Mad, Bad, and Sad: A History of Women and the Mind Doctors
by Lisa Appignanesi
Reviewed by John Leonard
Consider Hannah Green's rose garden, Sylvia Plath's bell jar, Virginia Woolf's lighthouse, and Marilyn Monroe's pills. Or such textbooks on falling apart as Doris Lessing's The Four-Gated City, Ken Kesey's One Flew Over the Cuckoo's Nest, R.D. Laing's The Divided Self, Erving Goffman's Asylums, and Michel Foucault's Madness and Civilization. Not to neglect the revisionist analysis of Simone de Beauvoir, Betty Freidan, Susan Brownmiller, Phyllis Chesler, Julia Kristeva, and Juliet Mitchell. Nor the impassioned witness of Kay Redfield Jamison, Kate Millett, and Germaine Greer. If you've already read Dr. Jekyll and Mr. Hyde and The Picture of Dorian Gray, how about taking a look at Leon Daudet's Les Morticoles, in which the loony bin is a music hall where patients perform the Folies Hysteriques? Isn't it fortunate that Freud's Bertha Pappenheim and Jung's Sabrina Spielrein were more resourceful than their sad, fictional sisters, Shakespeare's Ophelia and Donizetti's Lucia di Lammermoor?
I am trying to suggest the range, wit, wisdom, and richness of Mad, Bad, and Sad: Women and the Mind Doctors (Norton, $19.95). Lisa Appignanesi, both a novelist and scholar of literature, psychoanalysis, and feminism, leads us on a grand tour of derangement, from matricide to anorexia. Starting off at Mary Lamb's 1796 murder of her mother in their kitchen, with a case knife, and ending with, approximately, at Elizabeth Wurtzel's deliverance by Prozac, she looks into such hospital wards and madhouses as were available in the nineteenth century, and the preferred theories preached and therapies practiced before feud and pharmacology came to the rescue. Purgatives, leeches, blistering, and hypnosis, for instance, plus cold baths, antispasmodics, and electroconvulsions, were thought to be antidotes to fantasy, phobia, delirium, hysteria, monomania, melancholia, dissociation, possession, and the vapors, which in turn had likely been caused by heredity, syphilis, change of life, overwork, self-indulgence, religious ecstasy, romantic novels, or masturbation. These mind doctors wrote their own novel, a sort of Madame Ovary, with their female patients as helpless characters. Later, everything would be blamed on conflicted sexuality, which caused repression, regression, reaction formation, projection, sublimation, post-traumatic stress disorder, recovered memory, and satanic ritual abuse. Now, of course, we no longer really care why, or whether, madness might have anything to do with a crazy geopolitics and a broken social order, as long as we're allowed to medicate.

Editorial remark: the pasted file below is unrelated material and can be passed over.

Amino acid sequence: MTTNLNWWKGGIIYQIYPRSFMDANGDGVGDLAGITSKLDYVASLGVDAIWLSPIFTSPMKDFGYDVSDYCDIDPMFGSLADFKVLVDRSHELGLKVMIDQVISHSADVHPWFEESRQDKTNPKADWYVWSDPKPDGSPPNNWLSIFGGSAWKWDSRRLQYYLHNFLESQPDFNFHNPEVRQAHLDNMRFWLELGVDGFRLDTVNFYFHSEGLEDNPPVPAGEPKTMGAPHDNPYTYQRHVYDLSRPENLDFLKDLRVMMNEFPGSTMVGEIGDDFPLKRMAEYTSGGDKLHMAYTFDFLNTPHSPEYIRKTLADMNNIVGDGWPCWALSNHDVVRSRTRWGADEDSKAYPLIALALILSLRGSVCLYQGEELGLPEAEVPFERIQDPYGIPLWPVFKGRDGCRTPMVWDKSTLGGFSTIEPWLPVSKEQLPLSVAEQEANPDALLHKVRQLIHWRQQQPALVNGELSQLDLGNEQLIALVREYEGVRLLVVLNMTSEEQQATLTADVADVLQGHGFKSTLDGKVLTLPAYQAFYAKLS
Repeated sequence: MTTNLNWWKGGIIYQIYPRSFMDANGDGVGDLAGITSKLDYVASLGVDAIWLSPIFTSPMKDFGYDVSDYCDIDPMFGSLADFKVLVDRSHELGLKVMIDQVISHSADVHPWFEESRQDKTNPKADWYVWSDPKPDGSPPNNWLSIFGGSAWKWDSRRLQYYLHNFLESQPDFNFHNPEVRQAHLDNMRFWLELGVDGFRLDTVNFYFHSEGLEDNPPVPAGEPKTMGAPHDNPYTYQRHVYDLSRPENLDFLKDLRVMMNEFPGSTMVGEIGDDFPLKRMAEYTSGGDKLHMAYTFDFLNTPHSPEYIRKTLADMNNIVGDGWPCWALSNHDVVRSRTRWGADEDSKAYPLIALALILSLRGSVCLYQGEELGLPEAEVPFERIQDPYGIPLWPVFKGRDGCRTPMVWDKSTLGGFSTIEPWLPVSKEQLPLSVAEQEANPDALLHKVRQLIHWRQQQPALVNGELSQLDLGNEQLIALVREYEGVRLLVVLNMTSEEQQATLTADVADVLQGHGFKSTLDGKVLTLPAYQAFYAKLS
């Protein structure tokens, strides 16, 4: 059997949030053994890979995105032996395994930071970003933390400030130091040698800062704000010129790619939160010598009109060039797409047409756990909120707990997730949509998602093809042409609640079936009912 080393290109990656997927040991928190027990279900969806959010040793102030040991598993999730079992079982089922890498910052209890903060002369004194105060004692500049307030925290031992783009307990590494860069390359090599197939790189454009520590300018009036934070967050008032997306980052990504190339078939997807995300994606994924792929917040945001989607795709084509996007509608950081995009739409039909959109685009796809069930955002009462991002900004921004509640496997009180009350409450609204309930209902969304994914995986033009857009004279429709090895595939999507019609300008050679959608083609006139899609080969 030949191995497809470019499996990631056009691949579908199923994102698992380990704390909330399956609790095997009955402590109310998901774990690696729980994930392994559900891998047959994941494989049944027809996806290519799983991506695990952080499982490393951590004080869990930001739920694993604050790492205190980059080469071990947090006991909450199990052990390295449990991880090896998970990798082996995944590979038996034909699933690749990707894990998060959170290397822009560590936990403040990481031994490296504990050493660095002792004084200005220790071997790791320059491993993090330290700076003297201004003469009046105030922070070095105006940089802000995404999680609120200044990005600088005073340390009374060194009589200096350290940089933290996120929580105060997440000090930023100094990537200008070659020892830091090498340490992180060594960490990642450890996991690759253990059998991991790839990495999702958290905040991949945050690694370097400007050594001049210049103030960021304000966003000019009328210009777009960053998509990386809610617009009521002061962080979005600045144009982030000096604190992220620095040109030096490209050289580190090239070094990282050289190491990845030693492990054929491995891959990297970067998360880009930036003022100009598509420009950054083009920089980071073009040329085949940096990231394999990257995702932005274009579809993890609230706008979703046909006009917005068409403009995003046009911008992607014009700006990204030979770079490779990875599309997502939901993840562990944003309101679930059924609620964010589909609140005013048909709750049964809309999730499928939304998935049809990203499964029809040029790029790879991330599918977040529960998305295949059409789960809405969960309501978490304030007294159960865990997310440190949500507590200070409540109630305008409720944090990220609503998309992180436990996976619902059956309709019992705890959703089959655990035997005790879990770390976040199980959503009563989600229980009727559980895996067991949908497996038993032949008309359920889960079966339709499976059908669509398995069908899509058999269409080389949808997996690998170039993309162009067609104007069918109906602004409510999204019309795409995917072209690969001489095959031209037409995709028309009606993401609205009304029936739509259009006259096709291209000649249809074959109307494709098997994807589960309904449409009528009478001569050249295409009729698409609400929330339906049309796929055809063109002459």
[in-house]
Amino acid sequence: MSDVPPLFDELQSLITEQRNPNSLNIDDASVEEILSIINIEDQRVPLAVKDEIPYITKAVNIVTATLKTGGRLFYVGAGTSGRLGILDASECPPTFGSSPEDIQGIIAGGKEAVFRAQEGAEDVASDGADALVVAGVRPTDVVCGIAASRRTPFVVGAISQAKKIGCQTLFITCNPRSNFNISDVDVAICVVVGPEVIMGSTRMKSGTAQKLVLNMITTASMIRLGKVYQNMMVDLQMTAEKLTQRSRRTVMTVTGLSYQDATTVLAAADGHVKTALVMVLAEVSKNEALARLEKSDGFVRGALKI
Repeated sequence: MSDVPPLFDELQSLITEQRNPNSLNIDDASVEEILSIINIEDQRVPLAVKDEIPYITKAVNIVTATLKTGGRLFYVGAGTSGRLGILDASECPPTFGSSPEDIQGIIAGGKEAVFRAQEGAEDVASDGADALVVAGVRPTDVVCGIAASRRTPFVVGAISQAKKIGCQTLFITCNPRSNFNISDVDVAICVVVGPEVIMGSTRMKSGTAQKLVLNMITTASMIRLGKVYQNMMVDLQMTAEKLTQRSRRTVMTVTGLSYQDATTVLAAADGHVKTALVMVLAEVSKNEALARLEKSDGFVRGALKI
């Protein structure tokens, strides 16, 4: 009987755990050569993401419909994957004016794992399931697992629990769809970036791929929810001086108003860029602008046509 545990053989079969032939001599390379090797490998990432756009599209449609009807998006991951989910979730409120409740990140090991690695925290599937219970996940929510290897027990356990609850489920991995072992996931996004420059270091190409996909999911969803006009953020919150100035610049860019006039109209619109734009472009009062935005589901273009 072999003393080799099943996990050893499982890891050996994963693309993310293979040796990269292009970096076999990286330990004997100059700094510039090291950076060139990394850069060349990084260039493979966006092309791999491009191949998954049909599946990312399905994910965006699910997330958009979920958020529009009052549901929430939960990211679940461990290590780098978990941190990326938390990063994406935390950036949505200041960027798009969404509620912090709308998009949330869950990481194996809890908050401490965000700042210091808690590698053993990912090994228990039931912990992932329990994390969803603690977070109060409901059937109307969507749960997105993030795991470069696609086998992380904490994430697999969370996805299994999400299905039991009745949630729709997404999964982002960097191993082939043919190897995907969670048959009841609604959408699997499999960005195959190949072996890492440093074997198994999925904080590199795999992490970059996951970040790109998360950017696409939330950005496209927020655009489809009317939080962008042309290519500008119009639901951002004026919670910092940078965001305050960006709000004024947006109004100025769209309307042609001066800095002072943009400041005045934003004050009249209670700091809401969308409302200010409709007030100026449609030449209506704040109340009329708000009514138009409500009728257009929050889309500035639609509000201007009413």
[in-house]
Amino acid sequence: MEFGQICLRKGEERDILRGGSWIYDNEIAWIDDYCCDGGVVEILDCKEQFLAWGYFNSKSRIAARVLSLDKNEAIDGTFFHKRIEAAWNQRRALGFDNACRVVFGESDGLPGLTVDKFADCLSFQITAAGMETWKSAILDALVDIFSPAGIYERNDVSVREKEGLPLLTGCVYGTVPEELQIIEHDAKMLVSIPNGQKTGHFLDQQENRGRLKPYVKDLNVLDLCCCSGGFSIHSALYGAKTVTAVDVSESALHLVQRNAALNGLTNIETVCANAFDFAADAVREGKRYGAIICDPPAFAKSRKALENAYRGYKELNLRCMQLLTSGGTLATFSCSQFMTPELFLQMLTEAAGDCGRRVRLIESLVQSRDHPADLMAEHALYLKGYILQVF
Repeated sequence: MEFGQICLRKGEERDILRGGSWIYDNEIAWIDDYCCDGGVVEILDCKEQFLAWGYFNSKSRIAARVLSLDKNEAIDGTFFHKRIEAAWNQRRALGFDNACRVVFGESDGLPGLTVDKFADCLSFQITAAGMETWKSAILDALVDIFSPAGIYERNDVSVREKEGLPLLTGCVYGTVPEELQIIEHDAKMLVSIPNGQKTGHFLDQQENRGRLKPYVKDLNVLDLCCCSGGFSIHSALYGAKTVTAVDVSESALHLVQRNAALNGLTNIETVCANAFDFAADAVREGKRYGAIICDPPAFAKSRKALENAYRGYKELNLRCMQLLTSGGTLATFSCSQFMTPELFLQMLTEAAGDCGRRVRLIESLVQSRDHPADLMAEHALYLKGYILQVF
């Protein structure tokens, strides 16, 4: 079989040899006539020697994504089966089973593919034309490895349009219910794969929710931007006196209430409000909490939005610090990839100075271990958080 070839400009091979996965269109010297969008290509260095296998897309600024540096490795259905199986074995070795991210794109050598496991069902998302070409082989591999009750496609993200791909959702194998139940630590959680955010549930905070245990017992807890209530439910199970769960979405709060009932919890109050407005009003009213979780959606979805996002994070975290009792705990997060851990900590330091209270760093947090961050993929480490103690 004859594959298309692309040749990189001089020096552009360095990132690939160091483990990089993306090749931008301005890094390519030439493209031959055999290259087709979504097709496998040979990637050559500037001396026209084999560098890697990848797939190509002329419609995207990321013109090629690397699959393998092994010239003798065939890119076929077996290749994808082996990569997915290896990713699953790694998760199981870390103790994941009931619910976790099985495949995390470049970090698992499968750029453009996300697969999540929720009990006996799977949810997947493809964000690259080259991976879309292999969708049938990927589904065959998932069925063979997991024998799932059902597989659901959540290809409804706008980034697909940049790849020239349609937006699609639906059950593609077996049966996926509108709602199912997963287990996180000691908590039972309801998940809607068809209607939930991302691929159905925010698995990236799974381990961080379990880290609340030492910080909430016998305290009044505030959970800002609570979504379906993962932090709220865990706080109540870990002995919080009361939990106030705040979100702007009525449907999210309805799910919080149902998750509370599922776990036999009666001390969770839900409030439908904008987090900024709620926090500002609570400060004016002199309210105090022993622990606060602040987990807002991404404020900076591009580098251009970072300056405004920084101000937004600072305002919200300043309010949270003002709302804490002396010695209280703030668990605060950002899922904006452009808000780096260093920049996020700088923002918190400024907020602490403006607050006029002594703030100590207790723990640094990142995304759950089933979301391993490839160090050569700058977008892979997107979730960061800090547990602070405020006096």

It's astonishing how often women were told that they were better off, with their wayward uterus, not reading or thinking or competing. It's disheartening to earn that Alice James suffered the theories, and that Edith Wharton and Charlotte Perkins Gilman suffered the practice, of a windbag like Dr. Silas Weir Mitchell. (At least the bully got his due from Gilman, in her savage novella The Yellow Wallpaper.) It's paradoxical that so much of the twentieth century's obsessive faith in the mother-child relationship as the crucible of sanity can be attributed to female psychoanalysis such as Helene Deutsch and Melanie Klein. And it is scandalous that Freud in America should first have been co-opted for Disneyland, shorn entirely of his tragic sense of life, and then subsequently reviled by gender-war ideologues. Appignanesi is smarter. Freud, "the modernist who launches the discontinuities of self and dream emphatically on to the stage of literature and art," taught us how to listen. A time is coming, she believes, after all of us have woken up from our thralldom to the pharmaceutical industry, when men as well as women will want more meaning, wish finally to be understood, and need again a talking cure.
John Leonard was the New Books columnist for Harper's Magazine and a media critic for New York Magazine, The Nation, and CBS News Sunday Morning. His books include Lonesome Rangers, When The Kissing Had To Stop, and The Last Innocent White Man In America.